We found significant differences in HIV and syphilis prevalence, sexual behavior, condom use, vulnerability factors, reported adverse life events, and disinhibiting behaviors among women by venue type (Table 3). There were almost no significant differences by venue type for men.

Table 3. Characteristics of female workers (FW), female patrons (FP) and male patrons (MP) at streets, clubs, and other venues in Jamaica 2011.

Street venues.

Female workers on the streets had the highest prevalence of HIV (7.1%), syphilis (15.2%), trichomoniasis (25.0%) and any infection (43.5%) (Table 3). The mean number of sexual partnerships in the past four weeks was highest among women interviewed at street sites (30.1). Most of the street-based workers (90.2%) reported sex work. Street-based women were least likely to have completed secondary school, most likely to report unemployment, and most likely to have difficulty reading. We estimate that there are approximately 2100 women working on the streets in Jamaica (an average of 14 per venue according to informants at 150 locations).

Clubs and massage parlors.

We estimated that 1,500 women work in clubs, massage parlors and other sex work venues in Jamaica (an average of 13 per venue according to venue informants at 119 venues). Most engaged in sex work (72.2%). Estimated STI prevalence included: chlamydia (20.0%), trichomonas (19.9%) and gonorrhea (9.7%). Compared with street-based women, these workers were younger, more likely to drink alcohol daily (38% vs 21%), have fewer sexual partners (8.8 vs 30 in the past 4 weeks), more likely not to use condoms (36% vs 17%), and equally likely to report rape (21–22%).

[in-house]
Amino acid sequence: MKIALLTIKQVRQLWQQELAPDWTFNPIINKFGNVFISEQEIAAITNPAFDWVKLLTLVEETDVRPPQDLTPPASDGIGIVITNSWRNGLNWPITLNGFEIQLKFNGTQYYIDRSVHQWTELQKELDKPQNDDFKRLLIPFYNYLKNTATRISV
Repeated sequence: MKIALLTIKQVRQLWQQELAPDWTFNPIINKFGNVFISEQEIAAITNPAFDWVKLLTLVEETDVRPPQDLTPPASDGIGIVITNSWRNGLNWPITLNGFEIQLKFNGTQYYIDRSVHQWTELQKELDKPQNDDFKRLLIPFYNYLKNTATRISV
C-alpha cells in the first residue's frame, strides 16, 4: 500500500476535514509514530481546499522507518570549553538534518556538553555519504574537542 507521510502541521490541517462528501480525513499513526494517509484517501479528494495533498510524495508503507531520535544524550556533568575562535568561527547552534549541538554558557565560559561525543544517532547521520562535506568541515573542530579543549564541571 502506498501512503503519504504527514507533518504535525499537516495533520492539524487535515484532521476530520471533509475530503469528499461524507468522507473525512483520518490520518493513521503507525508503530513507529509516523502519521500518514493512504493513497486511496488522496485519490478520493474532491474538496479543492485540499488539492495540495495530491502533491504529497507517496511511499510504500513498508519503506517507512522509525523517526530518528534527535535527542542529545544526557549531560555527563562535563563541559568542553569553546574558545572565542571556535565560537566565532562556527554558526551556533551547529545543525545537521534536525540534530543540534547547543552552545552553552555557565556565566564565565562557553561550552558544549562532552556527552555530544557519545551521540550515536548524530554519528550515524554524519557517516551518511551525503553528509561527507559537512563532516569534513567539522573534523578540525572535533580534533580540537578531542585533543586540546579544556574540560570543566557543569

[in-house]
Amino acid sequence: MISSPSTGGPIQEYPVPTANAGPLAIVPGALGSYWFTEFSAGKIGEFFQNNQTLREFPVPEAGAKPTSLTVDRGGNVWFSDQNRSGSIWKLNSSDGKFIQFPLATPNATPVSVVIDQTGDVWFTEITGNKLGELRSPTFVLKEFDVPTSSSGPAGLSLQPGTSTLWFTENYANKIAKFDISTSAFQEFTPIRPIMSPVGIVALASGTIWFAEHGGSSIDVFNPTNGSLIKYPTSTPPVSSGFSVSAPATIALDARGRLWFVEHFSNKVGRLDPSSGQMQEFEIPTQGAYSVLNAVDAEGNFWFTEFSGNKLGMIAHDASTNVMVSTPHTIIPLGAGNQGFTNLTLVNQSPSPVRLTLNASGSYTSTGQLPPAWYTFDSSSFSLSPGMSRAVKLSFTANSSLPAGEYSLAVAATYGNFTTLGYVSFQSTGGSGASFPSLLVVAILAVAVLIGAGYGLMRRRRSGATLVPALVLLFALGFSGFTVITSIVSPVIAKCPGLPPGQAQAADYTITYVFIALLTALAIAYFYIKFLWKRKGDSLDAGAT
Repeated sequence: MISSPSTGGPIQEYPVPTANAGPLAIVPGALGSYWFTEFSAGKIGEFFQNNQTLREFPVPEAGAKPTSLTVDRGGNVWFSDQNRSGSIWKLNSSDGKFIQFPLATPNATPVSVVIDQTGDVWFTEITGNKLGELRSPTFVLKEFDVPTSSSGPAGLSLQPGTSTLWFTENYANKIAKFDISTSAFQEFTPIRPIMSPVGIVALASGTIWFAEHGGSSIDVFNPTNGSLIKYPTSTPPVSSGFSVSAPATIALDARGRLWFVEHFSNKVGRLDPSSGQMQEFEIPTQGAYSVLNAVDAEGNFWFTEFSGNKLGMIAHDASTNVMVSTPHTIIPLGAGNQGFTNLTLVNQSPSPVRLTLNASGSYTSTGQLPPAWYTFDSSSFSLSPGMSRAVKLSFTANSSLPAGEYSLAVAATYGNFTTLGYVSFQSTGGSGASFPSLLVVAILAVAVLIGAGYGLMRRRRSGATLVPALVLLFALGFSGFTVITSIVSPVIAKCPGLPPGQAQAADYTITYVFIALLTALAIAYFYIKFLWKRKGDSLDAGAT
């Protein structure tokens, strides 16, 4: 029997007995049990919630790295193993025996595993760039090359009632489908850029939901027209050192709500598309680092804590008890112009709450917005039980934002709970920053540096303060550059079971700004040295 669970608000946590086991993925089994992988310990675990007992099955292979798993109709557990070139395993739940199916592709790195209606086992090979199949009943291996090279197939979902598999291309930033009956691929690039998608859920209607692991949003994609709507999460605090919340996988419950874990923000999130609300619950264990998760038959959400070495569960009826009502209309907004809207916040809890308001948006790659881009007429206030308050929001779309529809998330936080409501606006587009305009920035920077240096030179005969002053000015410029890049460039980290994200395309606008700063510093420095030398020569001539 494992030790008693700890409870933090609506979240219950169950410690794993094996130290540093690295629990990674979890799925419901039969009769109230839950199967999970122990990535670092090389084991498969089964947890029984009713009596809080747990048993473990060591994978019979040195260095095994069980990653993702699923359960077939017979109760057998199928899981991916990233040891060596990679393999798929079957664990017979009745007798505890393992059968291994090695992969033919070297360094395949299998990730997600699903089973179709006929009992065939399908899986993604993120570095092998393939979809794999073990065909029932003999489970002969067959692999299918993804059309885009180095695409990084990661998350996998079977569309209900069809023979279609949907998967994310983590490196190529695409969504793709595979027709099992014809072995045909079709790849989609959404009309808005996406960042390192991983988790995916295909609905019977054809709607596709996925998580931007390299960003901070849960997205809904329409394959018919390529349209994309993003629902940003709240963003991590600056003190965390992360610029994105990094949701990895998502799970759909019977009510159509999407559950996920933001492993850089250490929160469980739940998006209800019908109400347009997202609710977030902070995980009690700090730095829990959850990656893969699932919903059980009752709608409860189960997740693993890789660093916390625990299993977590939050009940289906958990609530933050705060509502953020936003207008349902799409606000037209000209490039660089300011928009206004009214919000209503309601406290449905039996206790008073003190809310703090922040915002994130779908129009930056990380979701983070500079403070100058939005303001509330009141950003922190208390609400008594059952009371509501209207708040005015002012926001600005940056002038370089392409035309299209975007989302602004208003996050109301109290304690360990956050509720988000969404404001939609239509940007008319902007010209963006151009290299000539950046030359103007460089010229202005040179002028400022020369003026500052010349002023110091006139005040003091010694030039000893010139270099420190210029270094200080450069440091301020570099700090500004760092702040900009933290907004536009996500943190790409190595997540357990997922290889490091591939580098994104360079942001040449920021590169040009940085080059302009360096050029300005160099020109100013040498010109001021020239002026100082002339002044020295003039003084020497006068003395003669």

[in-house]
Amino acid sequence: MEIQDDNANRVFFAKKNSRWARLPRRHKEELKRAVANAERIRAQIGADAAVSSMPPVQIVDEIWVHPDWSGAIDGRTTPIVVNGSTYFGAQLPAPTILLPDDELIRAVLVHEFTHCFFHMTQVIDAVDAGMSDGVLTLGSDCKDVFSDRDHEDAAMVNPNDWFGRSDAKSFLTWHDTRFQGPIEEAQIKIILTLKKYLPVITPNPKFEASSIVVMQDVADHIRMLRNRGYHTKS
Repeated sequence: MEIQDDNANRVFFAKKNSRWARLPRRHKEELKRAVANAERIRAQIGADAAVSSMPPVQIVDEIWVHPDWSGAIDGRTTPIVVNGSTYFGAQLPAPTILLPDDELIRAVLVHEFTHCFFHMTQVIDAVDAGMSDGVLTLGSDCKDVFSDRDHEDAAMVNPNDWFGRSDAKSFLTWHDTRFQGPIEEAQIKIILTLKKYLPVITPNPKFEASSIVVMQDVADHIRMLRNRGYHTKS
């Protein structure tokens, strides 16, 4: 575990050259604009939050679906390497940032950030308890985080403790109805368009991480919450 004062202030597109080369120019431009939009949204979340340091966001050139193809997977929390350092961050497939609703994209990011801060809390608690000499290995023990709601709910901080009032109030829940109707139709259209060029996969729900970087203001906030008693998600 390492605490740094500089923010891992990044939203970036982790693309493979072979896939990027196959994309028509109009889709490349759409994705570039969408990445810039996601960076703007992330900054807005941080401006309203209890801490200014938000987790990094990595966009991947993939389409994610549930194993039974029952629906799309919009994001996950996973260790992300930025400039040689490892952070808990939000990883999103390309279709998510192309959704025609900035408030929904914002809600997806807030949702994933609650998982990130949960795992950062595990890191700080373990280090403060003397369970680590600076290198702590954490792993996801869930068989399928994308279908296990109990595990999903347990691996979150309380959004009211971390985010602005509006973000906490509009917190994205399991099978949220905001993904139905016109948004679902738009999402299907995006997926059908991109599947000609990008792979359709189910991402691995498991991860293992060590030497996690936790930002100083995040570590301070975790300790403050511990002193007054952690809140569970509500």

We estimated that about 3000 women visit clubs, massage parlors and other sex work venues on a peak night as patrons. These women have a similar burden of STI as the workers in these venues even though they are less likely to report sex work (31%). Patrons were just as likely as workers, however, to engage in unprotected anal sex (9.9% vs 10.3%), almost as likely to have multiple partners in the past 4 weeks and not use a condom (16.8% vs 19.4%) and more likely to have not used a condom at last sex (52.7% vs. 36%).

We estimated approximately 2500 men visit clubs and massage parlors at peak times in Jamaica. These presumably include male partners of the women at these women. The most common STIs among men are chlamydia (22.2%) gonorrhea (5.2%) and syphilis (4.4%). Almost half (44%) report having two or more sexual partners in the past 4 weeks. Almost 20% reported anal sex in the past year and 11% reported not using a condom during the most recent anal sex. Like women at these venues, half of the men reported not using a condom at last vaginal sex. Less than 1% of male club patrons reported that their main sexual partner was male. 4.3% reported being raped and over a third had spent a night in jail. Almost half (46%) reported paying cash for sex and 22% reported visiting the venue four or more times per week.

Other venues.